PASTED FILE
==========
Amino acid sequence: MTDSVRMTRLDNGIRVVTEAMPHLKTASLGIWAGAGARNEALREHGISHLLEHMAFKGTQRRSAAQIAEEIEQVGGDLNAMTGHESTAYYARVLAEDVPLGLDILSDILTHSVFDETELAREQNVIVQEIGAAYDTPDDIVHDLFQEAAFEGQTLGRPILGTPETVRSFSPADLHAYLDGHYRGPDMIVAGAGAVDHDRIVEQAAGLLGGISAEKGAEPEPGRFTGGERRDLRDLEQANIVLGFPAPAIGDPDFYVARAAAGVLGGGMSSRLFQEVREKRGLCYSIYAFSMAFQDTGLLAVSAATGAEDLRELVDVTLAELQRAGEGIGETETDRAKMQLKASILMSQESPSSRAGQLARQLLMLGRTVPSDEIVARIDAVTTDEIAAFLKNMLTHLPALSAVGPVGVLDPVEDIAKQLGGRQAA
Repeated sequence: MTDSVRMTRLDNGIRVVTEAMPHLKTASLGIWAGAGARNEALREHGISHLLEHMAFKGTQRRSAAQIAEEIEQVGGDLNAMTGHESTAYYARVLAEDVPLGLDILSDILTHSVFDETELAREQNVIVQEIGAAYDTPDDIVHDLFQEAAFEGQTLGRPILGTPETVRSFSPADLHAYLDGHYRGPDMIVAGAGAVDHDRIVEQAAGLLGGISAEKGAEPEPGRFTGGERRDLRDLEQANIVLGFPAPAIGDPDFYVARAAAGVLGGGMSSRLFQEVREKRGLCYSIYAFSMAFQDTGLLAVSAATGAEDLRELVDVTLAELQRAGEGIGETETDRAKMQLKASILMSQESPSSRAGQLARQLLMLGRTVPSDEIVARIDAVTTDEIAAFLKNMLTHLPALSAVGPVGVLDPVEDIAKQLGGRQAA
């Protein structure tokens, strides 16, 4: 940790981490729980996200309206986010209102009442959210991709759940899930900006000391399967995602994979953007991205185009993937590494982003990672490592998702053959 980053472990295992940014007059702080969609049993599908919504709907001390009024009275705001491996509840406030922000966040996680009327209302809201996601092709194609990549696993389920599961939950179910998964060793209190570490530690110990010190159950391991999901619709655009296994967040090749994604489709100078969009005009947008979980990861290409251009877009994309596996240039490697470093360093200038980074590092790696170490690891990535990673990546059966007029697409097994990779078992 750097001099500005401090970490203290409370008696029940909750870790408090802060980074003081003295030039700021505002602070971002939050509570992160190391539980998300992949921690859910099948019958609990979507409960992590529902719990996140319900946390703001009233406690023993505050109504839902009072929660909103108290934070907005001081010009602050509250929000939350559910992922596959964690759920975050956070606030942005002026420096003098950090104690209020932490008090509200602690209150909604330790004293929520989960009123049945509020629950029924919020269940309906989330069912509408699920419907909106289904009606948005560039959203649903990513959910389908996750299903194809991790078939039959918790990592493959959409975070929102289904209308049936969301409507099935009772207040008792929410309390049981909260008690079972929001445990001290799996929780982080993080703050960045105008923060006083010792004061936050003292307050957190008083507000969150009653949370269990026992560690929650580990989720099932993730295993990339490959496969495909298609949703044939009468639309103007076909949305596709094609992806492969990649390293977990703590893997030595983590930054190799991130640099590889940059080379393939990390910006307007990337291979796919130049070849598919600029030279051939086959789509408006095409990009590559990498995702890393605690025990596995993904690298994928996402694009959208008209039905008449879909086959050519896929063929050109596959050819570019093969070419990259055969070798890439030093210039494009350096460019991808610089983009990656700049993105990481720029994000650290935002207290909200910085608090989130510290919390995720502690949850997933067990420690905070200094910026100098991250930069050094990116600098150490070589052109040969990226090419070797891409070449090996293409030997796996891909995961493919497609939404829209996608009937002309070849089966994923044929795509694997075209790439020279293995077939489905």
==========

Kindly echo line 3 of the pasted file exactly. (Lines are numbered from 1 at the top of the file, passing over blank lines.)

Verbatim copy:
């Protein structure tokens, strides 16, 4: 940790981490729980996200309206986010209102009442959210991709759940899930900006000391399967995602994979953007991205185009993937590494982003990672490592998702053959 980053472990295992940014007059702080969609049993599908919504709907001390009024009275705001491996509840406030922000966040996680009327209302809201996601092709194609990549696993389920599961939950179910998964060793209190570490530690110990010190159950391991999901619709655009296994967040090749994604489709100078969009005009947008979980990861290409251009877009994309596996240039490697470093360093200038980074590092790696170490690891990535990673990546059966007029697409097994990779078992 750097001099500005401090970490203290409370008696029940909750870790408090802060980074003081003295030039700021505002602070971002939050509570992160190391539980998300992949921690859910099948019958609990979507409960992590529902719990996140319900946390703001009233406690023993505050109504839902009072929660909103108290934070907005001081010009602050509250929000939350559910992922596959964690759920975050956070606030942005002026420096003098950090104690209020932490008090509200602690209150909604330790004293929520989960009123049945509020629950029924919020269940309906989330069912509408699920419907909106289904009606948005560039959203649903990513959910389908996750299903194809991790078939039959918790990592493959959409975070929102289904209308049936969301409507099935009772207040008792929410309390049981909260008690079972929001445990001290799996929780982080993080703050960045105008923060006083010792004061936050003292307050957190008083507000969150009653949370269990026992560690929650580990989720099932993730295993990339490959496969495909298609949703044939009468639309103007076909949305596709094609992806492969990649390293977990703590893997030595983590930054190799991130640099590889940059080379393939990390910006307007990337291979796919130049070849598919600029030279051939086959789509408006095409990009590559990498995702890393605690025990596995993904690298994928996402694009959208008209039905008449879909086959050519896929063929050109596959050819570019093969070419990259055969070798890439030093210039494009350096460019991808610089983009990656700049993105990481720029994000650290935002207290909200910085608090989130510290919390995720502690949850997933067990420690905070200094910026100098991250930069050094990116600098150490070589052109040969990226090419070797891409070449090996293409030997796996891909995961493919497609939404829209996608009937002309070849089966994923044929795509694997075209790439020279293995077939489905």